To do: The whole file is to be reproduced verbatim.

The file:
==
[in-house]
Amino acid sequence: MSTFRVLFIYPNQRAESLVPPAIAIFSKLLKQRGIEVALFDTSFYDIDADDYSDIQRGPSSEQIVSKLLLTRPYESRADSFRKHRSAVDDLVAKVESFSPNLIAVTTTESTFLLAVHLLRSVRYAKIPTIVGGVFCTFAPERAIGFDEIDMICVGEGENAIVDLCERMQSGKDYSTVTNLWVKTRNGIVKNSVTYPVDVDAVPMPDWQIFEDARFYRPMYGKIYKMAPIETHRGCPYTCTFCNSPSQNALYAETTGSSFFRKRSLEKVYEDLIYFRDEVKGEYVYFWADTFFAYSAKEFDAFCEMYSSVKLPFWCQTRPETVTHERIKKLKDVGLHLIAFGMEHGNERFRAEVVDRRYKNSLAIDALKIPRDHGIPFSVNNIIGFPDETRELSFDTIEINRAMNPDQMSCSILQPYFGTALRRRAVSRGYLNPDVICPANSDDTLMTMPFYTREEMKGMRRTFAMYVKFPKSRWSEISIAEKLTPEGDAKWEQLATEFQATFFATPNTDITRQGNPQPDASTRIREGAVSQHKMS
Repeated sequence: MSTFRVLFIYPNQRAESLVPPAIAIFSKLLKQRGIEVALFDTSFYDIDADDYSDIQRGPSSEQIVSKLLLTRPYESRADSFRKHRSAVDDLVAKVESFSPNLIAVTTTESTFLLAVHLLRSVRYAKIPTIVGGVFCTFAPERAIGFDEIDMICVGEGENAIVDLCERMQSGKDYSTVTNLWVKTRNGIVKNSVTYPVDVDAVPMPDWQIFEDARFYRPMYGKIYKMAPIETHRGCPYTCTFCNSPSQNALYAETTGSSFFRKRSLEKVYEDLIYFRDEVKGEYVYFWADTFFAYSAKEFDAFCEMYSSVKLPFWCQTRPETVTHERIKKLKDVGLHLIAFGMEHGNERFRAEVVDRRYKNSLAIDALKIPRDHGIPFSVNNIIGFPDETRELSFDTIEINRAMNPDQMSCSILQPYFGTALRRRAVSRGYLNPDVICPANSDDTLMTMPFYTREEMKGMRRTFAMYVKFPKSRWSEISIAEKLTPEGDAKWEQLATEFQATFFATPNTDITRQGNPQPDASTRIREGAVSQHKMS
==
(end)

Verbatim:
[in-house]
Amino acid sequence: MSTFRVLFIYPNQRAESLVPPAIAIFSKLLKQRGIEVALFDTSFYDIDADDYSDIQRGPSSEQIVSKLLLTRPYESRADSFRKHRSAVDDLVAKVESFSPNLIAVTTTESTFLLAVHLLRSVRYAKIPTIVGGVFCTFAPERAIGFDEIDMICVGEGENAIVDLCERMQSGKDYSTVTNLWVKTRNGIVKNSVTYPVDVDAVPMPDWQIFEDARFYRPMYGKIYKMAPIETHRGCPYTCTFCNSPSQNALYAETTGSSFFRKRSLEKVYEDLIYFRDEVKGEYVYFWADTFFAYSAKEFDAFCEMYSSVKLPFWCQTRPETVTHERIKKLKDVGLHLIAFGMEHGNERFRAEVVDRRYKNSLAIDALKIPRDHGIPFSVNNIIGFPDETRELSFDTIEINRAMNPDQMSCSILQPYFGTALRRRAVSRGYLNPDVICPANSDDTLMTMPFYTREEMKGMRRTFAMYVKFPKSRWSEISIAEKLTPEGDAKWEQLATEFQATFFATPNTDITRQGNPQPDASTRIREGAVSQHKMS
Repeated sequence: MSTFRVLFIYPNQRAESLVPPAIAIFSKLLKQRGIEVALFDTSFYDIDADDYSDIQRGPSSEQIVSKLLLTRPYESRADSFRKHRSAVDDLVAKVESFSPNLIAVTTTESTFLLAVHLLRSVRYAKIPTIVGGVFCTFAPERAIGFDEIDMICVGEGENAIVDLCERMQSGKDYSTVTNLWVKTRNGIVKNSVTYPVDVDAVPMPDWQIFEDARFYRPMYGKIYKMAPIETHRGCPYTCTFCNSPSQNALYAETTGSSFFRKRSLEKVYEDLIYFRDEVKGEYVYFWADTFFAYSAKEFDAFCEMYSSVKLPFWCQTRPETVTHERIKKLKDVGLHLIAFGMEHGNERFRAEVVDRRYKNSLAIDALKIPRDHGIPFSVNNIIGFPDETRELSFDTIEINRAMNPDQMSCSILQPYFGTALRRRAVSRGYLNPDVICPANSDDTLMTMPFYTREEMKGMRRTFAMYVKFPKSRWSEISIAEKLTPEGDAKWEQLATEFQATFFATPNTDITRQGNPQPDASTRIREGAVSQHKMS